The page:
There is a paradox in mass movements wherein a person or group of people will commit some terrible act, claim an association with a particular movement, and then people outside the movement will demand that the people inside of it disavow those who committed the terrible act.
It’s pretty typical, for instance, of Islam. The narrative goes like this: some terrorist group or individual terrorist does something terrible, and non-Muslims call upon Muslim leaders to disown or disavow the terrible acts and their perpetrators. There are a few problems with this response, whether the case is terrorism or not. Here are some.
1.) To call upon “moderate Muslims” to disown “extremist Muslims” is to suggest — just as the terrorists do — that Islam is a big continuum with the most committed people perpetrating acts of violence, and the lesser committed people not perpetrating acts of violence. This is a handy way to reinforce the idea that whether or not you commit acts of violence is a good litmus test for whether or not you’re a real [whatever].
2.) Disavowal has a kind of transitive property. What I mean by this is that when we call upon groups to disown violent factions we oftentimes wind up expecting these ‘good’ people to offer a blanket disavowal, a total disassociation, a complete rejection of everything the violent faction claimed and/or stood for. Because demands for disavowal usually come at moments of fervor — nobody is calling upon Christians to mass-disavow the Serbian Christians who committed genocide against Bosnian Muslims, because it happened twentysomething years ago — it is hard to render a nuanced response in disavowal-form. The whole genre of disowning is about performing an act of penance, which you can’t do in measured tones. (Thus the language often used to demand repudiation/disavowal of Muslim terrorists from everyday Muslims extends even to demands that Muslims ‘refudiate‘ the construction of mosques in particular places, because 9/11.)
3.) Disavowal doesn’t even do much, especially when it is preferred to other forms of (actually targeted) accountability. Look at Ron Paul: he was more than happy to disown fans of his who hate Jews and Black people, and he was more than happy to accept their money and support.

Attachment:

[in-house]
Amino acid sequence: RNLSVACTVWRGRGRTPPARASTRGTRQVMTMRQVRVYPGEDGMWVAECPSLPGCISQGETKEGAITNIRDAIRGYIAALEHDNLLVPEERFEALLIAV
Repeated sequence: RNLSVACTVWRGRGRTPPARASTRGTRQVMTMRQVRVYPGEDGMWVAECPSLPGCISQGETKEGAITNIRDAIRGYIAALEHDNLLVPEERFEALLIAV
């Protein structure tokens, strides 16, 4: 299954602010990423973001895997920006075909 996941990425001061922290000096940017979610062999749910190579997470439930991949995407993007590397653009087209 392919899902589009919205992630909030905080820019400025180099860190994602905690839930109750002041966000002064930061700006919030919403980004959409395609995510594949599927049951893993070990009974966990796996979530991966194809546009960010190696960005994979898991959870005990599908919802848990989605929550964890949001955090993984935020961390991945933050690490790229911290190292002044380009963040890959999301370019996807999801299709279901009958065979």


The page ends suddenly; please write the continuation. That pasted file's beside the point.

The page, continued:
4.) Demands for disavowal can reify movements in way that doesn’t make a lot of sense. Movements are multi-valent, they have a lot of moving parts, and usually an array of primary and secondary goals. More vexing yet, goals and motives can be separate things. One’s motive, for example, for participating in the Catholic worker movement might be a belief in the universal value of human life and dignity, and a sense that workers are being abused on those counts; but the goals can be enumerated in much more concrete terms — having to do with wages, benefits, labor protections, and so on. So, do we categorize movements by their goals or motives? This is fraught ground, but when you demand that group x condemn person y, you’re presuming the movement is ‘about’ whatever they seem to share, when that might not be quite true. (Libertarians will also tell you they care a lot about human life/dignity, but they certainly share few goals with the Catholic worker movement; likewise, pro-Israel Evangelicals and Zionists have the same short-term goals, but I don’t think it would be an honest gesture to say they belong to the same movement.)
So the urge to call for disavowal isn’t very good for politics. It can encourage the behavior it intends to discourage and it can cripple movements that have good intentions by conflating them with ones who have only bad intentions. Further, it can distort good messages and engender further resentment where it already exists, which is the last thing anybody should want in a particularly tense political moment.
This post is about the police officers who were killed today in New York. Evidently the person who killed them did so out of vengeance, which I detest. I sort of suspect we will soon begin to hear calls for disavowal directed at protesters and leaders of the protest movements spurred on by the killings of black men by police recently. None of those protests have anything meaningful in common with this event, which was indisputably evil. I just hope that a more constructive approach is chosen than the usual I-demand-you-disown-this approach, because it is not a very good one, and certainly doesn’t sow peace.